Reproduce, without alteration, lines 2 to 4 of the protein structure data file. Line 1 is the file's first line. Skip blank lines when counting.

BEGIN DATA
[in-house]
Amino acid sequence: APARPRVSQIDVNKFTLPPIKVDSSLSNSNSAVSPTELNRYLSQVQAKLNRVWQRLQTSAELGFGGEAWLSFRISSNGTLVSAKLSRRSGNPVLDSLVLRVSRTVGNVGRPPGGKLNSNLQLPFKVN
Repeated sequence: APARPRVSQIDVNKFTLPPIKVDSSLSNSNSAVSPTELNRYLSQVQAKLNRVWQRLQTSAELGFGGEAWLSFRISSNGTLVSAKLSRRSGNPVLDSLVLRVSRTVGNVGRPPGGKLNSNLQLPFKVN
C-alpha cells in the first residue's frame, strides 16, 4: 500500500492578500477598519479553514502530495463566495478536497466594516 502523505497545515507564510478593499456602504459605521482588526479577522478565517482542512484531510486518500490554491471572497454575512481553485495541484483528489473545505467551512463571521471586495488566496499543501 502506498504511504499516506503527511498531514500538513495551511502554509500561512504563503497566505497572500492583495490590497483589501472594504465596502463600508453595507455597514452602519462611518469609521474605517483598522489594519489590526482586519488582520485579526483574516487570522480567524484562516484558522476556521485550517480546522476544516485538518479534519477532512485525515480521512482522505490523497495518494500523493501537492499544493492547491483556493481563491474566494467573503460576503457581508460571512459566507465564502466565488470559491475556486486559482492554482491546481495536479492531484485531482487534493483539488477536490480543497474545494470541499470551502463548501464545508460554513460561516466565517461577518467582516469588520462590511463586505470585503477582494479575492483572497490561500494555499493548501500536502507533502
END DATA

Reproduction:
Amino acid sequence: APARPRVSQIDVNKFTLPPIKVDSSLSNSNSAVSPTELNRYLSQVQAKLNRVWQRLQTSAELGFGGEAWLSFRISSNGTLVSAKLSRRSGNPVLDSLVLRVSRTVGNVGRPPGGKLNSNLQLPFKVN
Repeated sequence: APARPRVSQIDVNKFTLPPIKVDSSLSNSNSAVSPTELNRYLSQVQAKLNRVWQRLQTSAELGFGGEAWLSFRISSNGTLVSAKLSRRSGNPVLDSLVLRVSRTVGNVGRPPGGKLNSNLQLPFKVN
C-alpha cells in the first residue's frame, strides 16, 4: 500500500492578500477598519479553514502530495463566495478536497466594516 502523505497545515507564510478593499456602504459605521482588526479577522478565517482542512484531510486518500490554491471572497454575512481553485495541484483528489473545505467551512463571521471586495488566496499543501 502506498504511504499516506503527511498531514500538513495551511502554509500561512504563503497566505497572500492583495490590497483589501472594504465596502463600508453595507455597514452602519462611518469609521474605517483598522489594519489590526482586519488582520485579526483574516487570522480567524484562516484558522476556521485550517480546522476544516485538518479534519477532512485525515480521512482522505490523497495518494500523493501537492499544493492547491483556493481563491474566494467573503460576503457581508460571512459566507465564502466565488470559491475556486486559482492554482491546481495536479492531484485531482487534493483539488477536490480543497474545494470541499470551502463548501464545508460554513460561516466565517461577518467582516469588520462590511463586505470585503477582494479575492483572497490561500494555499493548501500536502507533502